Longitudinal Study of Online Statics Homework as a Method to Improve Learning
Keywords: Engineering Education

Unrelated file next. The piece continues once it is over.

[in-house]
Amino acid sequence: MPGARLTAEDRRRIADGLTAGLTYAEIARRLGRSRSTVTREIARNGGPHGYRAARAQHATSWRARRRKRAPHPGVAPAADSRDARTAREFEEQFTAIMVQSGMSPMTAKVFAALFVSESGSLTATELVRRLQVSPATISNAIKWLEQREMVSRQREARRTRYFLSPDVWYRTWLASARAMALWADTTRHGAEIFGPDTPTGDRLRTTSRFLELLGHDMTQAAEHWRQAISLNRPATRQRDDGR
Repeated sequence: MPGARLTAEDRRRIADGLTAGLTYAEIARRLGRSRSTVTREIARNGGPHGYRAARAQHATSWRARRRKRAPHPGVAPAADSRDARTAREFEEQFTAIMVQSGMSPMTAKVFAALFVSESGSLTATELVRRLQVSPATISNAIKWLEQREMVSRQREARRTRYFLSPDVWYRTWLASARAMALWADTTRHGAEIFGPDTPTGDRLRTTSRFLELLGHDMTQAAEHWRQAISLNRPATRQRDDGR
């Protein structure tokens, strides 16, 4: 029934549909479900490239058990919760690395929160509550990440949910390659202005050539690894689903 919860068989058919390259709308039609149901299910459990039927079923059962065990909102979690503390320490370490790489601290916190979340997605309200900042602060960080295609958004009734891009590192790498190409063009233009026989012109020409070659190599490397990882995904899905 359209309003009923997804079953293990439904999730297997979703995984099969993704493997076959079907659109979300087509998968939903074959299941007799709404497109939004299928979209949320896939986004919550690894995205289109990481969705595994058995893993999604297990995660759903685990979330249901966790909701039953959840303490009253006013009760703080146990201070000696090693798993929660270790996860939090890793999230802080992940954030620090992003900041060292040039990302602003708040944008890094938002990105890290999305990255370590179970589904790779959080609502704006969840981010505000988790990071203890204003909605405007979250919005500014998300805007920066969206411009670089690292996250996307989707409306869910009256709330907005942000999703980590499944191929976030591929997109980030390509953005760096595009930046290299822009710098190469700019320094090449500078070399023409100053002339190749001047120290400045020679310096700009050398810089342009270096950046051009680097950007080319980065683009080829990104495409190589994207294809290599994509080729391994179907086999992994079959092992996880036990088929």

AbstractBackground Score improvements and retention are important metrics in studying the efficacy of any learning intervention. Research studies have shown a positive correlation between time spent completing online homework assignments and student performance on final exams. Yet these studies are not only rare in the field of engineering; they are generally not longitudinal in nature. Method This study design was three-fold. Firstly, it employed a quasi-experimental study using an online homework system, MasteringEngineering, in the statics course. Students were compared in two statics courses: one course prepared by written homework and another course prepared by online homework. Students received the same final exam, making direct comparisons feasible. Secondly, data was gathered from a traditional mechanics of material course where no online homework system was employed. Again, the same final exam was given for direct comparison. Thirdly, an item analysis test was run using CATS, Concept Assessment Tool for Statics, courtesy of Dr. Paul S. Steif from Carnegie Mellon University. Results Students who used the online system showed an improvement of 0.7 ( 0.2) in effect size on the final exam when compared to written homework. Students who used the online system scored 79% (SD=8%; N=69) on average on the final exam. In comparison, students prepared via written homework scored 70% (SD=16%; N=64) on average on the same final exam. These results held for the subsequent mechanics course where students previously prepared via online statics homework scored 79% (SD=8% N=66), and students prepared by print homework scored 63% (SD=18%; N=79) on the same final. Furthermore, the mechanics course was taught by an independent instructor from the statics course, removing potential bias. All results were statistically significant. Independent of the historical analysis, another test was run on students in the online homework statics course. All were given pre / post tests to measure understanding on nine concepts, with friction being the only topic yielding an inadequate learning gain (difficulty change of friction 0.04 0.28). In conclusion, the online homework intervention showed an improvement of 0.7 effect size when all other elements in the course remained unchanged.
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